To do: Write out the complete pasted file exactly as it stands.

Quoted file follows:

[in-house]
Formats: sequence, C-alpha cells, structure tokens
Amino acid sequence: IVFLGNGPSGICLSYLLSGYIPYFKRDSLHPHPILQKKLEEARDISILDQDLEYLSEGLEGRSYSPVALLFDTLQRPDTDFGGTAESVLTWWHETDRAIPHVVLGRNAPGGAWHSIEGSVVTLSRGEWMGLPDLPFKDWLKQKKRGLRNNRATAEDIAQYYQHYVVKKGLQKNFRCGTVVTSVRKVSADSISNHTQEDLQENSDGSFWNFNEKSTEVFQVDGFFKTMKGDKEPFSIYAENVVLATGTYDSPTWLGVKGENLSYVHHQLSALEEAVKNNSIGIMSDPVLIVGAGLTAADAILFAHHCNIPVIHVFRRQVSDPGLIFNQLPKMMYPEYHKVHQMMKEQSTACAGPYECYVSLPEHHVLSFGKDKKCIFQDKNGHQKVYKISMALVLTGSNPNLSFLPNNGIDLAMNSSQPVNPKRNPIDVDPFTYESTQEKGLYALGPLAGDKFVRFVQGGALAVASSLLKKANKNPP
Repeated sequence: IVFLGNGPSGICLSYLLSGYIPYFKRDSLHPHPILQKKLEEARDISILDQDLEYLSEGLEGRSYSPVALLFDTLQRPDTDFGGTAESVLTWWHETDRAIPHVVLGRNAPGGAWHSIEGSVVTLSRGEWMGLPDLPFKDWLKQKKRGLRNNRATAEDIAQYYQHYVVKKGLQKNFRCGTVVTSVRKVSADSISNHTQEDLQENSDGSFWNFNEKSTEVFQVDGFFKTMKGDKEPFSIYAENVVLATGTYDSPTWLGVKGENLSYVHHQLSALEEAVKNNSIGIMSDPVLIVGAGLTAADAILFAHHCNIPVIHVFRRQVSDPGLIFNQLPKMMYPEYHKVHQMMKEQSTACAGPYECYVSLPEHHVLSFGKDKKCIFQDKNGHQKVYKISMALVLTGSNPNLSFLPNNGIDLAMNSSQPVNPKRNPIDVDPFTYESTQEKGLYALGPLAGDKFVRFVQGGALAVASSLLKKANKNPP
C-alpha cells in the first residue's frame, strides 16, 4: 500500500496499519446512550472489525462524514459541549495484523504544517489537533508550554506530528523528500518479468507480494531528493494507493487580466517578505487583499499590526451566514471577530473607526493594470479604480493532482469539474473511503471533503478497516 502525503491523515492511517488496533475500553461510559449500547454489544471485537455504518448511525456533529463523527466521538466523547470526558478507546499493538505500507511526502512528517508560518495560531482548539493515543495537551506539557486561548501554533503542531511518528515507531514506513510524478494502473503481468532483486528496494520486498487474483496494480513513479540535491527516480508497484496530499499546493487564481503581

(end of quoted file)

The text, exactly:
[in-house]
Formats: sequence, C-alpha cells, structure tokens
Amino acid sequence: IVFLGNGPSGICLSYLLSGYIPYFKRDSLHPHPILQKKLEEARDISILDQDLEYLSEGLEGRSYSPVALLFDTLQRPDTDFGGTAESVLTWWHETDRAIPHVVLGRNAPGGAWHSIEGSVVTLSRGEWMGLPDLPFKDWLKQKKRGLRNNRATAEDIAQYYQHYVVKKGLQKNFRCGTVVTSVRKVSADSISNHTQEDLQENSDGSFWNFNEKSTEVFQVDGFFKTMKGDKEPFSIYAENVVLATGTYDSPTWLGVKGENLSYVHHQLSALEEAVKNNSIGIMSDPVLIVGAGLTAADAILFAHHCNIPVIHVFRRQVSDPGLIFNQLPKMMYPEYHKVHQMMKEQSTACAGPYECYVSLPEHHVLSFGKDKKCIFQDKNGHQKVYKISMALVLTGSNPNLSFLPNNGIDLAMNSSQPVNPKRNPIDVDPFTYESTQEKGLYALGPLAGDKFVRFVQGGALAVASSLLKKANKNPP
Repeated sequence: IVFLGNGPSGICLSYLLSGYIPYFKRDSLHPHPILQKKLEEARDISILDQDLEYLSEGLEGRSYSPVALLFDTLQRPDTDFGGTAESVLTWWHETDRAIPHVVLGRNAPGGAWHSIEGSVVTLSRGEWMGLPDLPFKDWLKQKKRGLRNNRATAEDIAQYYQHYVVKKGLQKNFRCGTVVTSVRKVSADSISNHTQEDLQENSDGSFWNFNEKSTEVFQVDGFFKTMKGDKEPFSIYAENVVLATGTYDSPTWLGVKGENLSYVHHQLSALEEAVKNNSIGIMSDPVLIVGAGLTAADAILFAHHCNIPVIHVFRRQVSDPGLIFNQLPKMMYPEYHKVHQMMKEQSTACAGPYECYVSLPEHHVLSFGKDKKCIFQDKNGHQKVYKISMALVLTGSNPNLSFLPNNGIDLAMNSSQPVNPKRNPIDVDPFTYESTQEKGLYALGPLAGDKFVRFVQGGALAVASSLLKKANKNPP
C-alpha cells in the first residue's frame, strides 16, 4: 500500500496499519446512550472489525462524514459541549495484523504544517489537533508550554506530528523528500518479468507480494531528493494507493487580466517578505487583499499590526451566514471577530473607526493594470479604480493532482469539474473511503471533503478497516 502525503491523515492511517488496533475500553461510559449500547454489544471485537455504518448511525456533529463523527466521538466523547470526558478507546499493538505500507511526502512528517508560518495560531482548539493515543495537551506539557486561548501554533503542531511518528515507531514506513510524478494502473503481468532483486528496494520486498487474483496494480513513479540535491527516480508497484496530499499546493487564481503581